Given the pre-show hubbub around last Friday’s marijuana-friendly event staged by the Colorado Symphony Orchestra (CSO), attendees may have been surprised at the utter lack of armored police vehicles, drug-sniffing dogs, or jonesing stoners scaling the walls for a mere sampling of this exotic and enlightening substance.
No, the raciest thing associated with “Classically Cannabis” probably was the name itself. The event, the first of three such benefits for the CSO, was 21-and-over and by-invitation-only for donations starting at $75 per person. These caveats neutered the initial concern over holding a weed-friendly show in an ostensibly public place, and the price tag no doubt scared away any yahoos who might have come for the buzz and not the Bach.
The evening played out in about the same way any gallery opening or classical music show would. If not for the patrons’ serenely goofy grins and furtive glances—Is he stoned? Is she? Am I?—you might not have guessed that the evening was built around Colorado’s newly minted herb. Yes, there was the occasional distinctive aroma fluttering around the Space Gallery patio, but it was no more pervasive than what you encounter during a typical stroll down Broadway.
The patrons encompassed ages from 20s to 70s, sporting attire that ranged from sparkly and formal to hipster chic to slovenly casual (the latter category being comprised primarily of reporters who were covering the festivities). The suited and ear-pieced security personnel conducted their duties as solemnly as a Secret Service advance team as guests hit the bar or visited several food trucks and popsicle and ice cream vendors on the Space patio. Inside, sponsors such as Leafly set up tables to provide information about their businesses. “This is exactly the type of event we’d like to support and promote,” said Kayla Cook, Leafly’s events and sponsorships coordinator. “I came to Leafly from a wine events background, and this is very similar to that.”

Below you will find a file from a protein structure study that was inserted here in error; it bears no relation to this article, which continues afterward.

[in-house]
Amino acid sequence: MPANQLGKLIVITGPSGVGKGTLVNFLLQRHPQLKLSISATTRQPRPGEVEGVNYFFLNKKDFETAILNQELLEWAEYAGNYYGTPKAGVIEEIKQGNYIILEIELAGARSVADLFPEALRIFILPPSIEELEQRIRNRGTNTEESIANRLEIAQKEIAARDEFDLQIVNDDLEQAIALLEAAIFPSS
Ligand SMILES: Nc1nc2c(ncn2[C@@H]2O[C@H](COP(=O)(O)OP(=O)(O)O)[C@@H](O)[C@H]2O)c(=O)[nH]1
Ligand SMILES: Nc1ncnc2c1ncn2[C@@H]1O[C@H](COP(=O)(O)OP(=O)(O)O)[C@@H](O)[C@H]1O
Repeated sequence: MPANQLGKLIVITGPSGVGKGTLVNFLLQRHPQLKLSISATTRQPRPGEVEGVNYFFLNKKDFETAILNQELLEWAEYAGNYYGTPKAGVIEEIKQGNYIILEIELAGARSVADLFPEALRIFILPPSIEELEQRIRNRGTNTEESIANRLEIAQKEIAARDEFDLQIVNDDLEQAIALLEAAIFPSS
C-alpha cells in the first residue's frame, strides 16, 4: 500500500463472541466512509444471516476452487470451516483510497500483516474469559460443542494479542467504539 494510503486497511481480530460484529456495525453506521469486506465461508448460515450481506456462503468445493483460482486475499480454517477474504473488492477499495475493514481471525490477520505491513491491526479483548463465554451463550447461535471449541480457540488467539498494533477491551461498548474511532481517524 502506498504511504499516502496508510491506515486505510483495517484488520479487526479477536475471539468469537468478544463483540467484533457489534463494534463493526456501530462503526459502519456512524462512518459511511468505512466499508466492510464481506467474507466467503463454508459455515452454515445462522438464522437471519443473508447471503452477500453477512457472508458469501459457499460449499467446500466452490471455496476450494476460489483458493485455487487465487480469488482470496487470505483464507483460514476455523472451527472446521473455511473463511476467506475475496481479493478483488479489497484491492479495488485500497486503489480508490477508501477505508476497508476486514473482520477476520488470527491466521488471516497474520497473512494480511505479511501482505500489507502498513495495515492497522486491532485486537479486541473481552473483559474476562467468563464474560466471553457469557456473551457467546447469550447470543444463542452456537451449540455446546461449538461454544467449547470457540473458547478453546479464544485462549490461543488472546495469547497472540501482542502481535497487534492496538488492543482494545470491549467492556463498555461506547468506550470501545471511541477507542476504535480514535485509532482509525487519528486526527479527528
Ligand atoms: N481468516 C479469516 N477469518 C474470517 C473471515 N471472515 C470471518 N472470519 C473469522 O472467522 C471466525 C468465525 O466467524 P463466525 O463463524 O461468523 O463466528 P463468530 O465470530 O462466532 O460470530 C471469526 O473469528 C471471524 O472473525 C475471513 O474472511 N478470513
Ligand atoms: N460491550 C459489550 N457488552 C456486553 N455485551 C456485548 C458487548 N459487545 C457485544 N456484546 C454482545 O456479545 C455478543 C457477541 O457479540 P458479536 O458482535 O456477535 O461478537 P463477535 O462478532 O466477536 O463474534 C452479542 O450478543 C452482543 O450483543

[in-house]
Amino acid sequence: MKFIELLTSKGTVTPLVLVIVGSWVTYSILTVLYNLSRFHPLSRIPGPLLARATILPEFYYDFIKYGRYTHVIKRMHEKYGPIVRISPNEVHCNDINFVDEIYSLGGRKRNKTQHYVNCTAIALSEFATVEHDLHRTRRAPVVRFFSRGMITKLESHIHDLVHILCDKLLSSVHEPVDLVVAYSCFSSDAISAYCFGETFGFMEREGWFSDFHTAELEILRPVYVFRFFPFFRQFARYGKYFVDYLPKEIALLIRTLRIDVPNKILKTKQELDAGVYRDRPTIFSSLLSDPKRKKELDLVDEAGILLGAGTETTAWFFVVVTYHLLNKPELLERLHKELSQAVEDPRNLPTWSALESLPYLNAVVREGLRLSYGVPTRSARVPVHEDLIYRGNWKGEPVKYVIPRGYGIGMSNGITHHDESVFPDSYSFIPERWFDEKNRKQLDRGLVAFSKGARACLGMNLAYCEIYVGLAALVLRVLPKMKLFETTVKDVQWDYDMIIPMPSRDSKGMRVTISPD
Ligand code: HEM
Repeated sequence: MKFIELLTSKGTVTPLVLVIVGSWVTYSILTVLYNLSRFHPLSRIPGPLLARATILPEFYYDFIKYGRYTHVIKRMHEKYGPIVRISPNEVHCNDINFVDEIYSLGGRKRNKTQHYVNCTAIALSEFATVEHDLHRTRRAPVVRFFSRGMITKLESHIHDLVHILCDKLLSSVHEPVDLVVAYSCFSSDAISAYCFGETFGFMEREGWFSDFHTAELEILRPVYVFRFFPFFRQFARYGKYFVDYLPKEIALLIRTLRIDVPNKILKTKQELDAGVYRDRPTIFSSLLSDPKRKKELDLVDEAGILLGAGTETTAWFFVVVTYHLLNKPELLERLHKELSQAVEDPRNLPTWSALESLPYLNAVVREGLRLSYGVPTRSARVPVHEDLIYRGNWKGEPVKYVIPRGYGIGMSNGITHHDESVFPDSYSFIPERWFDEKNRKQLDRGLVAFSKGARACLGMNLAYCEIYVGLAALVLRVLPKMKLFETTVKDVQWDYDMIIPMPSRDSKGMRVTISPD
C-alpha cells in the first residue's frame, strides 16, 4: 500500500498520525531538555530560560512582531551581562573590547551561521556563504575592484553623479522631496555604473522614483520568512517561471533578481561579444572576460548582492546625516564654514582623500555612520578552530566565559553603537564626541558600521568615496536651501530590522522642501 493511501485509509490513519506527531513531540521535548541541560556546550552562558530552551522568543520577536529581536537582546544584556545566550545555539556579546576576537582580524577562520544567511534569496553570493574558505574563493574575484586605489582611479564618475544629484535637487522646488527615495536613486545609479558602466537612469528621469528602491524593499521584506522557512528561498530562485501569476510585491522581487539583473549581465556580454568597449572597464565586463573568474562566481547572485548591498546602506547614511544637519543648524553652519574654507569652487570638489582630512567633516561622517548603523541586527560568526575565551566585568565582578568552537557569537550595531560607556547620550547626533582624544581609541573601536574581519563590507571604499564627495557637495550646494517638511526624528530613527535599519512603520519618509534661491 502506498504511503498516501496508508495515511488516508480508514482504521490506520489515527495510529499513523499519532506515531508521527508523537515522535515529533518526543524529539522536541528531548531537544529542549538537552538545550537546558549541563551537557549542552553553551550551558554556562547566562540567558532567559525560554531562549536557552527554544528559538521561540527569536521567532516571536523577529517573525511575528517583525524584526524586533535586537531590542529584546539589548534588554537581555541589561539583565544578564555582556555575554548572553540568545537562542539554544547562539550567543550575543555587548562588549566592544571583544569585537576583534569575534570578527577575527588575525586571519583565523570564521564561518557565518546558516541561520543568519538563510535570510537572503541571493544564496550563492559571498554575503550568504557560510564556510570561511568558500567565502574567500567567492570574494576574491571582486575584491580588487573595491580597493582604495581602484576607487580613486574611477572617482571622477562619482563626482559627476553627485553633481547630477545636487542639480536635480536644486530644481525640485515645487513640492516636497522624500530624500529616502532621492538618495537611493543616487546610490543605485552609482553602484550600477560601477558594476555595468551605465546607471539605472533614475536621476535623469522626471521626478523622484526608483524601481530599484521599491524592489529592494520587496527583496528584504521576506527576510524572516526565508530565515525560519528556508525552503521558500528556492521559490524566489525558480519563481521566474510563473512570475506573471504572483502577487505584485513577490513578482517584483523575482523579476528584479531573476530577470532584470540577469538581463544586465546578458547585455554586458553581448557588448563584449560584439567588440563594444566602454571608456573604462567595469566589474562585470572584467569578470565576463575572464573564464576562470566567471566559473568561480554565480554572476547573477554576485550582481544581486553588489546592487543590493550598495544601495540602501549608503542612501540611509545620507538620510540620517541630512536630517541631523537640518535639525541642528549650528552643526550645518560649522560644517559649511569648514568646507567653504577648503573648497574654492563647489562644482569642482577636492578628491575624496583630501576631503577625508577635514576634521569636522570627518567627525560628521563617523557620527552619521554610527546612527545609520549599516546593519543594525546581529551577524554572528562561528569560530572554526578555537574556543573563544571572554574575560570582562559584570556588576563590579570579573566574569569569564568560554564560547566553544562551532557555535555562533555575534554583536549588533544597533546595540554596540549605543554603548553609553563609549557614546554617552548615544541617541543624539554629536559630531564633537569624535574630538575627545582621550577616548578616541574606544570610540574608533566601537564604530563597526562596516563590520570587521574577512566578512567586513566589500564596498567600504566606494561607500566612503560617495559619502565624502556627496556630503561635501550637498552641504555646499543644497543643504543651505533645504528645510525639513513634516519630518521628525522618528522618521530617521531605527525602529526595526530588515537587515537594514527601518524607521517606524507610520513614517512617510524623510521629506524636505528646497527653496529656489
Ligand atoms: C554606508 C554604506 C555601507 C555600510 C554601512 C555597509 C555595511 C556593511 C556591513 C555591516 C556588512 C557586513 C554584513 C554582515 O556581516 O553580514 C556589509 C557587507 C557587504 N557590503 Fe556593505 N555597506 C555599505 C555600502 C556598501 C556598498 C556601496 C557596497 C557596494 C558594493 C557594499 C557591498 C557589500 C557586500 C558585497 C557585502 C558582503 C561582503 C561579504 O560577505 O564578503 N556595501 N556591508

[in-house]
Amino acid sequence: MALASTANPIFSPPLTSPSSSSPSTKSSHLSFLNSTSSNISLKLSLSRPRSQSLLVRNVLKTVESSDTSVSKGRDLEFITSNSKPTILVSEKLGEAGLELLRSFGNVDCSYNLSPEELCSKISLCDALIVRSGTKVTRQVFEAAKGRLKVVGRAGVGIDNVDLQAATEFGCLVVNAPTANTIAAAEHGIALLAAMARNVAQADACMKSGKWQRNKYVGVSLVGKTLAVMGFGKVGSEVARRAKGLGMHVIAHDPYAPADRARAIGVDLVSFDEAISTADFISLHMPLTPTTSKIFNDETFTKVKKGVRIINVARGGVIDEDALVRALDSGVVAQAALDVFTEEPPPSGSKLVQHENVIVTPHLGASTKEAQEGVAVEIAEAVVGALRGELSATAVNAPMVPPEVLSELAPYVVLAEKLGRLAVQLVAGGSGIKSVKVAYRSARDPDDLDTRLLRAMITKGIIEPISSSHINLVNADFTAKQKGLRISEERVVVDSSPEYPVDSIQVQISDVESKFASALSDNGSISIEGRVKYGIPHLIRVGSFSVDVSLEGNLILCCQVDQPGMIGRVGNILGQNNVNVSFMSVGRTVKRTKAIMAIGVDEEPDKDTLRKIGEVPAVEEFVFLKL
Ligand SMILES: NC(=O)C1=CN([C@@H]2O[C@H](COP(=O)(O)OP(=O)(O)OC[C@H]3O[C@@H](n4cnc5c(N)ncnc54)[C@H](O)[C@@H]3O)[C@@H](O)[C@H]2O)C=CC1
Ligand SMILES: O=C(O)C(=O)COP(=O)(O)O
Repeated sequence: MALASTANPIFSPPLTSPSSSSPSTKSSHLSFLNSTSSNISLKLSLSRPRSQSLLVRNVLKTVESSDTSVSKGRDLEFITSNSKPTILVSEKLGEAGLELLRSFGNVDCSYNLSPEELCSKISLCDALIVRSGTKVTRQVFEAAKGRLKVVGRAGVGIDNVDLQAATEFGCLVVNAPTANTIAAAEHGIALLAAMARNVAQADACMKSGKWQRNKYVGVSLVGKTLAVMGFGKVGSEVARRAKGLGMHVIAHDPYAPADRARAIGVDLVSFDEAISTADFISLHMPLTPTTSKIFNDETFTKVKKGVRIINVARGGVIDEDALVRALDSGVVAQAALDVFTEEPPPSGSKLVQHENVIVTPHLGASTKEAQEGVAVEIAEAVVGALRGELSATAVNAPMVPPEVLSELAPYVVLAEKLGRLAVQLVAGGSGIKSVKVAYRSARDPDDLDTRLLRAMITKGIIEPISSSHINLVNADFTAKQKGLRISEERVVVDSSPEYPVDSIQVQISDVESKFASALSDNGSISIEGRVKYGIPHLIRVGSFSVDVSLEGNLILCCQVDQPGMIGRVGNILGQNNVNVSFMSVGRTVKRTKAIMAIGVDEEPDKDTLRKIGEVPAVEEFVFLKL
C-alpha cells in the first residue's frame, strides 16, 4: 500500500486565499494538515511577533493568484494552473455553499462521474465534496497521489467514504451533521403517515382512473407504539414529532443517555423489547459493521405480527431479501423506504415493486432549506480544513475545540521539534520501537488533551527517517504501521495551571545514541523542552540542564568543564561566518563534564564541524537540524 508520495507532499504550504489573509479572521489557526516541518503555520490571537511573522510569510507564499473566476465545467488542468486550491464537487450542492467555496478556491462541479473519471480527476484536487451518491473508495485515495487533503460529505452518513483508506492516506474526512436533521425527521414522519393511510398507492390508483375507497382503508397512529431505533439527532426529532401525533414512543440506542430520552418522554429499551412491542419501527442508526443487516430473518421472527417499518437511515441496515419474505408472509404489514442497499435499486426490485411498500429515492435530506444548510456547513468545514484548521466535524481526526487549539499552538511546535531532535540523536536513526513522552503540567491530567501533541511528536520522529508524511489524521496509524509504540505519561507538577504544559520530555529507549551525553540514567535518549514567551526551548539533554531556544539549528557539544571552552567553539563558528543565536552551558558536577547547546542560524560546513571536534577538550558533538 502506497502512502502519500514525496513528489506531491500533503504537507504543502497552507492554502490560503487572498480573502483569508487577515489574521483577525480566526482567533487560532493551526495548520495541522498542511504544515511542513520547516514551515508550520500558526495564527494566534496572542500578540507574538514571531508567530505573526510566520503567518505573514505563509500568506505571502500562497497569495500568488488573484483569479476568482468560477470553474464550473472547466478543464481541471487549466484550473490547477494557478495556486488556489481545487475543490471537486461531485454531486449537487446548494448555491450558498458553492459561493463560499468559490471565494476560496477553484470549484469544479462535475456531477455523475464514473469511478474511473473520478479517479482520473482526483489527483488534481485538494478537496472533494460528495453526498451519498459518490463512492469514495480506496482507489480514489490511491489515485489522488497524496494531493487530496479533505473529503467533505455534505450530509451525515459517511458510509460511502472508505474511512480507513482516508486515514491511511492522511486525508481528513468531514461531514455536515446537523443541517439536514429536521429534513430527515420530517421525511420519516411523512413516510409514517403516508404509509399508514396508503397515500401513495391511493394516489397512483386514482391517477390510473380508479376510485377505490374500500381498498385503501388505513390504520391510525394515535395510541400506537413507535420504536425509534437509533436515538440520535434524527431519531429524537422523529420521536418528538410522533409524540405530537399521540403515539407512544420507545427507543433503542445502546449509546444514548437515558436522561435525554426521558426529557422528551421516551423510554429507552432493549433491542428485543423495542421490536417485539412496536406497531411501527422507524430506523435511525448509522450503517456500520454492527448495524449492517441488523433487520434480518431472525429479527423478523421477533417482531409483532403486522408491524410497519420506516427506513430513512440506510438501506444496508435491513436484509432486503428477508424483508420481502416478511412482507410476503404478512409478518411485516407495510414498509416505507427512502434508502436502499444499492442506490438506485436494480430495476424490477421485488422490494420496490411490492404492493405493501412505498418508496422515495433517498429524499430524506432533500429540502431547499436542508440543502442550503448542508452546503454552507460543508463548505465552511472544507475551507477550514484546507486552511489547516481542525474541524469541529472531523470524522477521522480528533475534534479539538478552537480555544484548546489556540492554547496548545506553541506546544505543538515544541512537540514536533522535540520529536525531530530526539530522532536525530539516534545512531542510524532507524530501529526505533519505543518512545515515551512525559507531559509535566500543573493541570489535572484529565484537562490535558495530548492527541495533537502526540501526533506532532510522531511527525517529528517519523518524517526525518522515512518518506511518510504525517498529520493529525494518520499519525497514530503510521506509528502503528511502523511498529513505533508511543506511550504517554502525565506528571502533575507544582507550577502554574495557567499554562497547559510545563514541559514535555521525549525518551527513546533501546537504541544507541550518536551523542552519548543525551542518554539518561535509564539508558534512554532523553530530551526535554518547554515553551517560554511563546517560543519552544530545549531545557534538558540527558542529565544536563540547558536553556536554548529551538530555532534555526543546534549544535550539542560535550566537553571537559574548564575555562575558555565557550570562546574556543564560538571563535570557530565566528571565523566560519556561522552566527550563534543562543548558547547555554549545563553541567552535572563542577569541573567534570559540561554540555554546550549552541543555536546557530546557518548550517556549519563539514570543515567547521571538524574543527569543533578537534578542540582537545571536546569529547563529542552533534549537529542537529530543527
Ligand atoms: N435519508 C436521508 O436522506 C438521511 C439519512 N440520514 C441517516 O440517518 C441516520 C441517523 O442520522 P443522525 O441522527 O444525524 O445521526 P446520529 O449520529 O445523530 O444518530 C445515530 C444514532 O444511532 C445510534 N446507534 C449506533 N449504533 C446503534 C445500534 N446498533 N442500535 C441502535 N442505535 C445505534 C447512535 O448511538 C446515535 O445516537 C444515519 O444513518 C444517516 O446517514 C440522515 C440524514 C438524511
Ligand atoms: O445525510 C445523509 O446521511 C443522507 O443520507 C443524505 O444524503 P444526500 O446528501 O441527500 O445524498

For the evening’s music, the CSO had its Brass Ensemble play several sets of classical favorites. It’s an unfamiliar genre to some—to certain slovenly reporters, anyway—but the tunes included jaunty, proclamational numbers (as if announcing the birth of a prince) as well as stately ballads and graceful lullabies. This is where just a few overt signs of the audience’s substantive intake became apparent: After the first song of the second set ended, everyone seemed to forget how to clap for an extra beat or two; and as the waning notes of “Danny Boy” wafted into the cool night sky, more than a few tears fell.
All in all, Classically Cannabis was cultured, mellow, and fun. More importantly, according to organizer Jane West of Edible Events, it helped the bottom line for a group of artists whose very existence is under constant threat. Having raised about $30,000 from sponsors and another $20,000 from attendees on Friday, the CSO is on its way to exceeding the $200,000 goal it set for this series of events—a relatively modest amount that the booming marijuana industry and its patrons should be delighted to help provide.
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Follow 5280 articles editor Luc Hatlestad on Twitter at @LucHatlestad.
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